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The New Annotated Sherlock Holmes
Sir Arthur Conan Doyle; Leslie S. Klinger, editor
W.W. Norton & Company, 1878 pages

The New Annotated Sherlock Holmes
Sir Arthur Conan Doyle
Sir Arthur Conan Doyle was born in 1859 (Edinburgh) and sent to the Jesuit preparatory school Stonyhurst at the age of nine. From 1876 to 1881 he studied medicine at Edinburgh University, including a period working in the town of Aston (now a district of Birmingham). Following his term at University he served as a ship's doctor on a voyage to the West African coast, and then in 1882 he set up a practice in Plymouth. He won his doctorate in 1885.

While waiting for patients, he began writing stories. His first significant work was A Study in Scarlet which appeared in Beeton's Christmas Annual for 1887 and featured the first appearance of Sherlock Holmes.

In 1885 he married Louise Hawkins, who suffered from tuberculosis and eventually died in 1906. He married Miss Jean Leckie in 1907. Doyle had five children, two with his first wife (Mary and Kingsley), and three with his second wife (Jean, Denis, and Adrian).

In 1890 Doyle studied the eye in Vienna, and in 1891 moved to London to set up a practice as an oculist. This also gave him more time for writing, and in November 1891 he wrote to his mother: 'I think of slaying Holmes ... and winding him up for good and all. He takes my mind from better things.' In December 1893 he did so, with Holmes and his arch-nemesis Professor Moriarty apparently plunging to their deaths together over a waterfall in the story "The Final Problem". Public outcry led him to bring the character back -- Doyle returned to the story, saying that Holmes had climbed back up the cliff afterwards. Holmes eventually appeared in 56 short stories and four of Doyle's novels.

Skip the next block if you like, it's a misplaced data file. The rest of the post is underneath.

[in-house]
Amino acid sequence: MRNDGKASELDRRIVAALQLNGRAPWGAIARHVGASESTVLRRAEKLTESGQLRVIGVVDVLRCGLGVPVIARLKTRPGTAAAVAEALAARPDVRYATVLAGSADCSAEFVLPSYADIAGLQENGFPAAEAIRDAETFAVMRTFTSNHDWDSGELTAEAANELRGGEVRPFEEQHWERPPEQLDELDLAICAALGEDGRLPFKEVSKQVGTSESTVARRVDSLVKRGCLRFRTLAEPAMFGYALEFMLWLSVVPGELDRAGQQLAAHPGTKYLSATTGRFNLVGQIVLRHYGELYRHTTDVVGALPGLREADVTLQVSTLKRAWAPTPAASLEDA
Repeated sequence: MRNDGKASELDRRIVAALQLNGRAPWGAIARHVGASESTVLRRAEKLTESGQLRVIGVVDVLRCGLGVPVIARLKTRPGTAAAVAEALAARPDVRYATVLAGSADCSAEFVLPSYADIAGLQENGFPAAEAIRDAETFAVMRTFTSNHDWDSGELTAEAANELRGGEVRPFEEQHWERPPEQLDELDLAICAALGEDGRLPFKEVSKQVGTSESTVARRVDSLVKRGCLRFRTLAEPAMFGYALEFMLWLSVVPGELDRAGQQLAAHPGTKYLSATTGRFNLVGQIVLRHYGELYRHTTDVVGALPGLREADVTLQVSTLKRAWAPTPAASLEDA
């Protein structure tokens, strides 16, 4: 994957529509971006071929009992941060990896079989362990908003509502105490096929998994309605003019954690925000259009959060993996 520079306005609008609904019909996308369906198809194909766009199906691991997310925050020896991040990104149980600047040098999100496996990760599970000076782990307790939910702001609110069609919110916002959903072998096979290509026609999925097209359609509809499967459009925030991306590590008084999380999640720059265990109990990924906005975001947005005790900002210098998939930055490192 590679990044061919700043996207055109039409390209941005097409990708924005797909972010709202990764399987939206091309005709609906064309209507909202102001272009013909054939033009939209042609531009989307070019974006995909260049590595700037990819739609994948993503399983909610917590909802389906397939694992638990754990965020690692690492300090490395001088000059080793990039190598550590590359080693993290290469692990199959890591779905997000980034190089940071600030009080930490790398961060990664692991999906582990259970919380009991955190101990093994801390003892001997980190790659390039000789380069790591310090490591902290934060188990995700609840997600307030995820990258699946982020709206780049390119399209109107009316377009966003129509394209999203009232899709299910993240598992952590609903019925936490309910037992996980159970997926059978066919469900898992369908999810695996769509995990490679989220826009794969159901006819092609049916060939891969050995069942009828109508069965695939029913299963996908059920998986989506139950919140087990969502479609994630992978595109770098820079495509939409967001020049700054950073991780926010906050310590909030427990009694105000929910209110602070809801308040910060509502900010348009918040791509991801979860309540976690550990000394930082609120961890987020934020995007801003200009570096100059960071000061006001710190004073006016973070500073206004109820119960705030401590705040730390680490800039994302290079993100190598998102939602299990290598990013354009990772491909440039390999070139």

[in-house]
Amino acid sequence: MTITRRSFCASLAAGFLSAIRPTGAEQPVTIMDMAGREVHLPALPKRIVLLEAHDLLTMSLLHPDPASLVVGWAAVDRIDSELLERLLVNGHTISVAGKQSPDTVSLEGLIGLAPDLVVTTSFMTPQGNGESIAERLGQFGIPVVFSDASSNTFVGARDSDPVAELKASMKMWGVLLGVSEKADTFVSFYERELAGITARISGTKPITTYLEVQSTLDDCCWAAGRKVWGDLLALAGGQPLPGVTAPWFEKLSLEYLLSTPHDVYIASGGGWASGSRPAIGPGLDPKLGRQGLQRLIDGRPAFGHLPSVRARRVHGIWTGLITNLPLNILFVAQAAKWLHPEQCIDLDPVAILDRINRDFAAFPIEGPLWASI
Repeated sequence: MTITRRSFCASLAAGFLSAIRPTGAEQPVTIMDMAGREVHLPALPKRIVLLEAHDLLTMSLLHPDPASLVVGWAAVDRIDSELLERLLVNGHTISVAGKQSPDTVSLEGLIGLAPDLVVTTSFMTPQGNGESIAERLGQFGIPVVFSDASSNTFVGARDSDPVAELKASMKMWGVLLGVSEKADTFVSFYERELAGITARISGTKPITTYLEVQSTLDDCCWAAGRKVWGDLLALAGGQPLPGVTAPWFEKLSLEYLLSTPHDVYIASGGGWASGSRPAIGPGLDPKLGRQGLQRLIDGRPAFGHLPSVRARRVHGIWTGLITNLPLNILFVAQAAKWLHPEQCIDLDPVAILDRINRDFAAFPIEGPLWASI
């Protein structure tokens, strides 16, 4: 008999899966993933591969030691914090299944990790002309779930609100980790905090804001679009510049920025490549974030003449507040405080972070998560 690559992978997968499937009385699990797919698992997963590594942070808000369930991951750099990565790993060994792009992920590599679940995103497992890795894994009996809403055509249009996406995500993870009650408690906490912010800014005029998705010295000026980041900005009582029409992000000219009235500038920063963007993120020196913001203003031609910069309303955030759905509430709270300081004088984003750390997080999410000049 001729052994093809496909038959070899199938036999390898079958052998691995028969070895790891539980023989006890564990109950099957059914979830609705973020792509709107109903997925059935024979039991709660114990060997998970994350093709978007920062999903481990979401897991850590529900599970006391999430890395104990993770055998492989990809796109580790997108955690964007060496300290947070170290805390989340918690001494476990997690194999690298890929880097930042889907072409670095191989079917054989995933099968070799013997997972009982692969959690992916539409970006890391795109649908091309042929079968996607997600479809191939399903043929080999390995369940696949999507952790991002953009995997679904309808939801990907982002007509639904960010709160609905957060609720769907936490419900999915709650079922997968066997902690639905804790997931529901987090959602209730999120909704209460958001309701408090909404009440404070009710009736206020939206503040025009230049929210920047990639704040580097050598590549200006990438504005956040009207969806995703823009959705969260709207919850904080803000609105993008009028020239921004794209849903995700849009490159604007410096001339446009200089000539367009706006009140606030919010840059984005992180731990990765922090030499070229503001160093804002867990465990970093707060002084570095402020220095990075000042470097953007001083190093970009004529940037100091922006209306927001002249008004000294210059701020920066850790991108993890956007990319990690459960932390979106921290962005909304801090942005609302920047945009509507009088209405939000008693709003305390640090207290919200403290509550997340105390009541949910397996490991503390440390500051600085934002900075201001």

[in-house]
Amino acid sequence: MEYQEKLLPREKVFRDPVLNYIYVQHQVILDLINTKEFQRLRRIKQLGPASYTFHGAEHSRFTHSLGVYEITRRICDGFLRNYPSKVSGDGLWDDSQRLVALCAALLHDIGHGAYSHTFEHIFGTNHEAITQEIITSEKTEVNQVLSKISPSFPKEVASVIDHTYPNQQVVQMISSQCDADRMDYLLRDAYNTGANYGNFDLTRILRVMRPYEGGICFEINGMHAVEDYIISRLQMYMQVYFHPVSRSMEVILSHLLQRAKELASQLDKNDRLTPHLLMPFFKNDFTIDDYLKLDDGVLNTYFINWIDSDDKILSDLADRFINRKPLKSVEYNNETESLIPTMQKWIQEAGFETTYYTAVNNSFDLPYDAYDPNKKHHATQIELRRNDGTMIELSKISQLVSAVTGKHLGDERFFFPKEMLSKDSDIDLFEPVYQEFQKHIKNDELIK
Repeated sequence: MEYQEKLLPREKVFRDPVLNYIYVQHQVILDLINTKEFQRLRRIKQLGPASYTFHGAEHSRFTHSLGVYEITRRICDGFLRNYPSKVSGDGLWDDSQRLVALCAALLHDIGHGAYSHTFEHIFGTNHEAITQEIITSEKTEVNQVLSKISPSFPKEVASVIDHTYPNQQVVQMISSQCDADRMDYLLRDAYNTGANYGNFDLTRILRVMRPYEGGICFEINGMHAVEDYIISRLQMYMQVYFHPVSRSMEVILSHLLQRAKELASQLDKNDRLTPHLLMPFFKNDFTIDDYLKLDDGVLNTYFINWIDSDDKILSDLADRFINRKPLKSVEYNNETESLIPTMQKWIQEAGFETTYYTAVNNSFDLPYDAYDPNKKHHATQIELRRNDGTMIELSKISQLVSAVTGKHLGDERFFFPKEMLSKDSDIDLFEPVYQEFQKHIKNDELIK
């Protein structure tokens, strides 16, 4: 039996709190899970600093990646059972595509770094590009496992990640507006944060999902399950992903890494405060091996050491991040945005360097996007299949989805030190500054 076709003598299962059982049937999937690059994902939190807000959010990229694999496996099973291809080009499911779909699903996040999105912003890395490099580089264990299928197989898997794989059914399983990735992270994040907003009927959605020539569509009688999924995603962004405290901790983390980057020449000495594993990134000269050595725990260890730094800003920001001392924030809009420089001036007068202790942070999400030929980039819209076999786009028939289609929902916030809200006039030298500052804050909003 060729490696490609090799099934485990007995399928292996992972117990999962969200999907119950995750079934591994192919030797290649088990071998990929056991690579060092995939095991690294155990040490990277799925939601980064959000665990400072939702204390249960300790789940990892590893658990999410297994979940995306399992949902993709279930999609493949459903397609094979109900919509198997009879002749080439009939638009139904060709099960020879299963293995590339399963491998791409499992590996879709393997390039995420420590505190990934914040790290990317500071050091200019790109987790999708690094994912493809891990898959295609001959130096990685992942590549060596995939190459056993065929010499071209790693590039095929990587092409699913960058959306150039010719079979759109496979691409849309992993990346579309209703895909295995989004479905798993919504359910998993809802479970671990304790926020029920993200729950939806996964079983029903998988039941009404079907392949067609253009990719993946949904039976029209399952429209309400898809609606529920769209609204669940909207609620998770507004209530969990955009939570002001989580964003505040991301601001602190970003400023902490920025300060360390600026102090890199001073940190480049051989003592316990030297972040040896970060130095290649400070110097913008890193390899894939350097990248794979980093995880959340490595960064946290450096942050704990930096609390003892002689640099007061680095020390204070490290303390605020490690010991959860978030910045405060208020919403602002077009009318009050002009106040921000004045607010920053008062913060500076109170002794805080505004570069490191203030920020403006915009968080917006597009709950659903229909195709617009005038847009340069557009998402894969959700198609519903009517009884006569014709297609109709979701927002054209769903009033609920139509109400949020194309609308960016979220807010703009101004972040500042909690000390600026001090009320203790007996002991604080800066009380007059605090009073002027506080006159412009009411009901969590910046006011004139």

Arthur Conan Doyle is buried in the Church Yard at Minstead in the New Forest, Hampshire, England.

Past Feature Reviews
A review by Stephen M. Davis

As I take these volumes out of their slipcase to review them, I find myself admiring once again the admirable job that Norton has done in putting this new annotated package together. I am momentarily caught by surprise when I note the slipcase trumpets this as a 150th anniversary edition, and then realize that this refers to William Sherlock Scott Holmes's birth in 1854.

The volumes themselves are oversized, and have dustjackets with illustrations by Frederic Dorr Steele, whose Holmes is a marked departure from the more familiar illustrations of Sidney Paget. Inside, the reader quickly sees why these volumes needed their ample size: printed with two colors, the stories and Holmesian essays here are presented in black ink, but red ink is used for the annotations which run as margin notes. There are an enormous number of illustrations and photographs presented, with the illustrations generally being either various illustrators' interpretations of scenes from the stories, or period-illustrations of various relevant items, like a spirit case in "A Scandal in Bohemia," which is described in the notes, but which really needs to be seen to be fully understood. The photographs are typically from the turn-of-the-century and offer glimpses of London especially that Doyle's contemporary readers would have had a much easier time envisioning than we do. The blending of illustrations and photographs is done so expertly that occasionally as I read these stories I have to stop and remind myself that the gentleman stepping out of a hansom cab in a photograph is not Sherlock Holmes, or any character from a particular story!